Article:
They make their own records.
“We made the CD cases with stamps,” says Zabi Naqshband, bassist/singer for Vegas punk rock ‘n’ roll firebrands Holding Onto Sound, sitting in his band’s rehearsal space, where the empty beer bottles tremble from the metal combo playing next door. “Bob (Gates, guitar) sat there with a rubber stamp and a CD case and physically stamped the image on the front and the back. We put the CD together, the packaging, everything. It’s very time consuming, but at the same time, if you cut corners, then people recognize that. They might be OK with it, but we want people to know that we totally care about everything.”
Earnestness never has been in short supply when it comes to this bunch, though.
You can hear it on their new record, “The Sea,” their third overall, a raw-throated yet reflective call to arms.
“We will never be quiet, we will never be calm,” singer/guitarist Bennett Mains asserts at one point, as if he were howling through a lacerated larynx, encapsulating the prevailing sentiment of an album that offers no easy answers to the many questions it raises.
The disc manages to capture the energy of Holding Onto Sound’s gigs, which are so physical, you can get winded just watching this bunch bounce about the room like they were coated in rubber.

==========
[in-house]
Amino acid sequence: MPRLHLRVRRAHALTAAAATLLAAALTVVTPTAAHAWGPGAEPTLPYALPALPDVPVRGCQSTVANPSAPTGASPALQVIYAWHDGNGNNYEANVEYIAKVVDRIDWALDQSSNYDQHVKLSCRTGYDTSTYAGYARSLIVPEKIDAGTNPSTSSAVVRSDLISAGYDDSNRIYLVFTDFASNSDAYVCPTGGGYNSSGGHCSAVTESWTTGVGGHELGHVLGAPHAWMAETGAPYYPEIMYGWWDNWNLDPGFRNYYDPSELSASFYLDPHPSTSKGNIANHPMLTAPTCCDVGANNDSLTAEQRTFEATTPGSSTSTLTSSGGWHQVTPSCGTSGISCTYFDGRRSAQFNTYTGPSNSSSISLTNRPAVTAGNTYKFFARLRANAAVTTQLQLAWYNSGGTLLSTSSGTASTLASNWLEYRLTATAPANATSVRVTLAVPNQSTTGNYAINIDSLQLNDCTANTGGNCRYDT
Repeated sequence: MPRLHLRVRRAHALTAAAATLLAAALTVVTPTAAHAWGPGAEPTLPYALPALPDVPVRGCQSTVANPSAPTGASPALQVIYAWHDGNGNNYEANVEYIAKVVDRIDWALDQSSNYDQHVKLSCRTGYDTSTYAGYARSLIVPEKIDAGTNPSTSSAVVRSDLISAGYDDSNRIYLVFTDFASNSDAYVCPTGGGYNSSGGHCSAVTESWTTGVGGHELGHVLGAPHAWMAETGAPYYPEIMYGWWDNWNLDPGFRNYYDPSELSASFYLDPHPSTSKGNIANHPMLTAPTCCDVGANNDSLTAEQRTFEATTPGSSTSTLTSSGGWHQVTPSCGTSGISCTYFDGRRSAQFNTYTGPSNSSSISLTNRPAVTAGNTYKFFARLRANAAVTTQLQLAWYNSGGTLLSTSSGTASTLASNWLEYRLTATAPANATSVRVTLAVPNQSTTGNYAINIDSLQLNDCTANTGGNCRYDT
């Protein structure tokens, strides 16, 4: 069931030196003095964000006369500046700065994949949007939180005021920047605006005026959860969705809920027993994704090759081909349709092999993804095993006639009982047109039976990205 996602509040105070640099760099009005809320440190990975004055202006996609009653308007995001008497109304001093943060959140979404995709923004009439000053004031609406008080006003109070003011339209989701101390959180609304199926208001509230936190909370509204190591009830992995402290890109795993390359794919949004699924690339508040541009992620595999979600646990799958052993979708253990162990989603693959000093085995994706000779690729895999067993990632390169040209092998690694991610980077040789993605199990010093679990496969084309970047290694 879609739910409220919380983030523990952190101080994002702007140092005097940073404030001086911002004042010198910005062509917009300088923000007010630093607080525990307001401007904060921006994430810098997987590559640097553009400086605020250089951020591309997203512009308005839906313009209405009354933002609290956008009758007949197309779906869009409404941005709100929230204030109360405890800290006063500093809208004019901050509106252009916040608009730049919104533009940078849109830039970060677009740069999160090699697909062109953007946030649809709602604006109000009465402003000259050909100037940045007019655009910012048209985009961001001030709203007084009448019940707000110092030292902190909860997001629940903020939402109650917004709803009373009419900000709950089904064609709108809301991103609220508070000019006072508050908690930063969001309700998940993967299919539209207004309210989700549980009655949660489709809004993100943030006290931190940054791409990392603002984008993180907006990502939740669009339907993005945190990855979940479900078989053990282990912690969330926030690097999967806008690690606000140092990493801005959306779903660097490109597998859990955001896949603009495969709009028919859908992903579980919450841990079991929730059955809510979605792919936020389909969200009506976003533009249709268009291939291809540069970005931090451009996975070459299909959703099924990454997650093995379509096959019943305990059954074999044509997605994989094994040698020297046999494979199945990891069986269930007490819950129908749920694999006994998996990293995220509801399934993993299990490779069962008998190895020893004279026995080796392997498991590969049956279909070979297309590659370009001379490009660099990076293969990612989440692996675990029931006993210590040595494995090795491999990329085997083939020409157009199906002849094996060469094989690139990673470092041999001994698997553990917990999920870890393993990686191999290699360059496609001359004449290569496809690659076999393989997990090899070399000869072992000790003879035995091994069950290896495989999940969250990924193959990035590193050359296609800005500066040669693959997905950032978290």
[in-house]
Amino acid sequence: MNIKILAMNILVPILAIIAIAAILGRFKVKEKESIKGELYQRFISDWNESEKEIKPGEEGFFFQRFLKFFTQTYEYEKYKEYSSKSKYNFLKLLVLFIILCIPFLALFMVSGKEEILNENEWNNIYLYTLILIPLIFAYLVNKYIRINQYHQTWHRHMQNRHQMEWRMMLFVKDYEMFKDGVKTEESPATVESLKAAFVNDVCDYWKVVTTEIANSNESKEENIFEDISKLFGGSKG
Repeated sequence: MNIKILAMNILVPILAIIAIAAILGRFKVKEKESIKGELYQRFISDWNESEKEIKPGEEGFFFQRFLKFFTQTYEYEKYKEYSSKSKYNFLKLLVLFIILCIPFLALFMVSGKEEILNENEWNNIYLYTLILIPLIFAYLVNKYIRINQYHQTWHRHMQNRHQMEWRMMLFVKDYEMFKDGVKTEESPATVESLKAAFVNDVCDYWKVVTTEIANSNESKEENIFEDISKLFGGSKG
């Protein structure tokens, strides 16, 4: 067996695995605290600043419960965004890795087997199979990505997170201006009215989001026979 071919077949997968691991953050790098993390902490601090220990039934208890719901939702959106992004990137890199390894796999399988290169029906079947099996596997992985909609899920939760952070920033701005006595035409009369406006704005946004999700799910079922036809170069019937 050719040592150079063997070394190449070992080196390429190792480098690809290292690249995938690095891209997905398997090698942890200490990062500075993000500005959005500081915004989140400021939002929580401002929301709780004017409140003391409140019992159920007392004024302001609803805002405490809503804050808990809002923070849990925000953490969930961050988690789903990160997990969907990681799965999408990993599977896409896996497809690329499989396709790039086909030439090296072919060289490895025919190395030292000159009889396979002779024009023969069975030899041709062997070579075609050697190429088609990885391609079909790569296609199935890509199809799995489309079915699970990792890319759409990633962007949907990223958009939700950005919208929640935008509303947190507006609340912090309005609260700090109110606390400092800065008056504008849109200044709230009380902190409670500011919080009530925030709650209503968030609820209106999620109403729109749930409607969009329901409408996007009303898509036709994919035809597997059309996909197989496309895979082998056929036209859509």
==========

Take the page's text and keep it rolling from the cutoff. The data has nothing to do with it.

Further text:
But it also adds some detail and nuance to the band’s needle-in-the-red jams, which can overwhelm live.
“It’s stuff that we don’t even hear when we play,” says drummer Vanessa Tidwell, her heavily tattooed arms jutting out of a sleeveless black T-shirt. “I’ll be like, ‘Oh my God, did you play that?’ ”
But for all the intensity inherent in their tunes, hanging out in their practice room, which is checkered with Bob Marley, Mastodon and Hellcat Records posters, they’re all as loose and fun as their tunes are fierce and business minded.
They seem comfortable with the band that they’ve become, having played more than 350 shows in the past few years.
Friday, they leave for yet another tour and have two more already planned for the coming months.
“The band’s attitude is: ‘Don’t settle. Just keep going. Just keep working at it,’ ” says Gates, a tall, baby-faced dude in a red ball cap.
“The Sea,” then, feels like a snapshot of a band wading into increasingly deep waters.
“We’ve been trying to perfect our own little sound for a while, and I think we did it on this CD,” Mains says. “This album marks us at the height of being us.”
Contact reporter Jason Bracelin at firstname.lastname@example.org or 702-383-0476.